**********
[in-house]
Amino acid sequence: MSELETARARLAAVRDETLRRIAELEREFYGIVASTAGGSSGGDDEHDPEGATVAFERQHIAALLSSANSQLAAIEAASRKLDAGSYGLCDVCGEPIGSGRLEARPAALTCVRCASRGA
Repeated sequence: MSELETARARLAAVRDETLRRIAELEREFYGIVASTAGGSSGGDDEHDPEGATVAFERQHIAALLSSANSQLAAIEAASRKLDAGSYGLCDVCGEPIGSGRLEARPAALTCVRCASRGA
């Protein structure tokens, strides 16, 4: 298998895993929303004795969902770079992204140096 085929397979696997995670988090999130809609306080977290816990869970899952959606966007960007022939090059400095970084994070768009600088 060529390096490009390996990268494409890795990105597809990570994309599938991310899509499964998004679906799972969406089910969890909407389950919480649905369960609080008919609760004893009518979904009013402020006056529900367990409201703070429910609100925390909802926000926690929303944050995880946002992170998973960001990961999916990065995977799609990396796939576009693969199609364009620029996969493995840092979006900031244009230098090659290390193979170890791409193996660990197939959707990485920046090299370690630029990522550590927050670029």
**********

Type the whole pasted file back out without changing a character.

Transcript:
[in-house]
Amino acid sequence: MSELETARARLAAVRDETLRRIAELEREFYGIVASTAGGSSGGDDEHDPEGATVAFERQHIAALLSSANSQLAAIEAASRKLDAGSYGLCDVCGEPIGSGRLEARPAALTCVRCASRGA
Repeated sequence: MSELETARARLAAVRDETLRRIAELEREFYGIVASTAGGSSGGDDEHDPEGATVAFERQHIAALLSSANSQLAAIEAASRKLDAGSYGLCDVCGEPIGSGRLEARPAALTCVRCASRGA
């Protein structure tokens, strides 16, 4: 298998895993929303004795969902770079992204140096 085929397979696997995670988090999130809609306080977290816990869970899952959606966007960007022939090059400095970084994070768009600088 060529390096490009390996990268494409890795990105597809990570994309599938991310899509499964998004679906799972969406089910969890909407389950919480649905369960609080008919609760004893009518979904009013402020006056529900367990409201703070429910609100925390909802926000926690929303944050995880946002992170998973960001990961999916990065995977799609990396796939576009693969199609364009620029996969493995840092979006900031244009230098090659290390193979170890791409193996660990197939959707990485920046090299370690630029990522550590927050670029």